Friday, 9 April 2010


I feel his lontano everywhere I go around here, my patch, my home.

Some Londoners go East, others go firmly West. He was everywhere and nowhere in London but it’s the West, always the West, that calls both him and me back.

I don’t know when he was last here. I saw him, standing outside the shop, doing a photocall in 1996 for twenty years of the thing he started. He seemed happy to be out of it.

He was always in everything and absent when he was most needed.

But he was always London, via Scotland and the dapper Golders/Stamford run of things.

The respectful tributes were to be expected, just as though he had been called to the Bar after all like the good Jewish son so many wished him to be.

You were expecting soured rosettes, the helpful stench of retrospective hypocrisy?

They hated him then and they love him as of yesterday. Just like Oscar Wilde.

Oh, so like Oscar, if only he’d had a better grasp of London (and I think he probably had a better hold on Paris towards the end).

Well, of course. Who would have expected anything different?

He formed things, like Cyril Connolly. He never really invented things and maybe Seymour Stein or Kool Herc were there first – there’s no maybe about it, you know and he knew that – but like the Beatles he knew how to draw things to our attention in both ways, the second being (as an artist – why, of course!) to draw things in pictures he’d just made up and looked outrageously attractive.

There at Selfridge's with King Mob, Xmas ’68, handing out the goodies to startled but joyful kids and how many of those grew up to be part of a different, successive story?

No one quite got Oxford Street like he did.

Hovis loaves outside the baker’s in Clapham Common. Walk-on roles at Grosvenor Square.

He easily got rid of his previous unwanted, spent lives. Get shot of the names, enrol in a different art school as somebody else, spend all his grant money on records off the stalls on Goldhawk, go and run a shop, go to New York, come back, think of marketing wheezes for Sexfests, why not?

He taught us, like Welles but happier, that you could stop being somebody inconvenient at any time, come back as somebody else, though still recognisably the same. But different. Free of dead weights.

He said you can send the system to fuck so easily.

The T-shirt. Two sides of the bed. Dewey Redman and Archie Shepp there alongside Kutie Jones. I never forgot that. That was my way in.

The first big bend in the road. Next to the Conservative Club.

He said I can change whatever and whenever I want to and if you’re not ready then it’s hardly my fault.

The missing link between Jonathan King and Guy Debord.

He said, keep up.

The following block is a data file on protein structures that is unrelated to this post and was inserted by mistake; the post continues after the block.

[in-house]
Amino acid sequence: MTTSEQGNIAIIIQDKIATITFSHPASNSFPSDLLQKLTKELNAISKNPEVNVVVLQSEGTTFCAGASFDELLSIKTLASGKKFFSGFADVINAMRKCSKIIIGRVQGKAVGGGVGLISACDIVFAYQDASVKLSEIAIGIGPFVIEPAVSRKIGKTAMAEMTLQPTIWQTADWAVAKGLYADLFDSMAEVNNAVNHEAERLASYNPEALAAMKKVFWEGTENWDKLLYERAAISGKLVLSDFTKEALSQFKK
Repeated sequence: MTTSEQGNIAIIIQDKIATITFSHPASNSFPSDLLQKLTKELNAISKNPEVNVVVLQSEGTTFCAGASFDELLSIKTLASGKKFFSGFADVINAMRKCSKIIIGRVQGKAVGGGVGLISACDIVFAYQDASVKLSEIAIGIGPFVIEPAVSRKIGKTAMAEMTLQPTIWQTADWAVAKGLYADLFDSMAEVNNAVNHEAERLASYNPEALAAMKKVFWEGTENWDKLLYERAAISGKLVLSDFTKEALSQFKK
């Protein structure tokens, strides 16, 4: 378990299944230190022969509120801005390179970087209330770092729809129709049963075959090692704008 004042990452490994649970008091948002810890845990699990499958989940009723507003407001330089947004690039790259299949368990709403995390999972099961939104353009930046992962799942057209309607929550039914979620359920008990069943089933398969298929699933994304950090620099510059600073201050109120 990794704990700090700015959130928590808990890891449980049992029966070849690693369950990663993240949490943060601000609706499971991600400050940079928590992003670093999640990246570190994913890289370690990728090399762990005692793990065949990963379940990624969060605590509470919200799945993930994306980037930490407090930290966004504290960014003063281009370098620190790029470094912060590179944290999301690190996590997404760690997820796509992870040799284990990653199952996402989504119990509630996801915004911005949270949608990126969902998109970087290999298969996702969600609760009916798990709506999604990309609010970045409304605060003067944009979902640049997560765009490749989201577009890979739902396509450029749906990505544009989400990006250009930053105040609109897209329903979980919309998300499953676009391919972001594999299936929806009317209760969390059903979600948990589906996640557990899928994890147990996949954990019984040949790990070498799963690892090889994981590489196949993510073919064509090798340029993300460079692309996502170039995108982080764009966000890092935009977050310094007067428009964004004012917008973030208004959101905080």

He asked, why are there so many of you yet so few of me?

He made everything I sensed possible.

Most things, anyway.

The Pistols spluttered to a Tesco’s end and he went to the laundrette but his old Croydon College/Grosvenor Square comrade Robin Scott came through with a different way and would any of that have happened without his precedent, without what he suggested?

He, who knew the absolute importance of Max Bygraves and Lionel Bart in the scheme of things.

Where did you think the Small Faces came from?

Wormholt no-goodniks who wanted to be the Faces and that sulky Aquarian from Finsbury who fancied himself as some kind of punctum.

The other guy from north London, and he subcontracted his entire band and Adam came back at him better and stronger.

Not that he was bothered.

Was he that bothered about the boy he never quite got himself together to look after properly? The Royal Courts in 1986 – bustling, surrendering, that’s what you get for not being a dad.

Nick Kent didn’t see him as a father figure.

As far as you can trust Nick Kent.

As far as you can trust any One.

“Oh, Gawd, is that his latest scam?”

The end of 1982. New Pop on the ropes. He whisked it back to life.

And Trevor, who had to choose between a quiet Spandau life and a Noisy, Arty one and never liked punk in the first place, went with him. Effortlessly.

Yes, Wheels of Freaking Steel.

But this was telling everybody else about it.

Tony Wilson. A parallel general in the North. It is what both would have wanted.

The strategies, the scones, the fire, the failures, the concepts, the cons.

He was a meretricious conman and a captivating magician.

Smartarse and visionary.

The two overlap so much it’s surprising they don’t form a new river. With its own bends.

Poet and prat.

He wanted something like the Bay City Rollers and in the end the Bay City Rollers wanted to be something like him.

Number one. Of course it was number one. Would anyone still be lauding it, talking about it, arguing about it, if it actually HAD been listed as number one?

“Does the presence of Number Two require the existence of Number One?”

Pound, Parker, Kane, Prisoner, Pistols.

In 1977 Larkin, in part-parody of Hughes, wrote a Silver Jubilee quatrain which ended: “Crow shat on Buckingham Palace/God pissed Himself.”

The A&M signing, outside Buckingham Palace, and Christ they had to do it quick.

Herb Alpert dropped the Pistols and signed Ornette. Now THAT’S punk.

Some say Ornette dropped by the studio while PiL were recording Metal Box.

On “Double Dutch” doesn’t he sound like Harry Corbett?

You listen to the right “wrong” radio and everything changes forever.

His radio travelogues; endlessly circuitous, always re-running the same round of memories.

Pete Waterman of course so close to this but then what’s wrong with just printing the legend?

His totality, swirling like reproachful swallows, as I walk through the World’s End.

His contraptions, his beginnings, and they do not end.

Invent the future and then talk about sin.

And remember to lick those lips pure pink.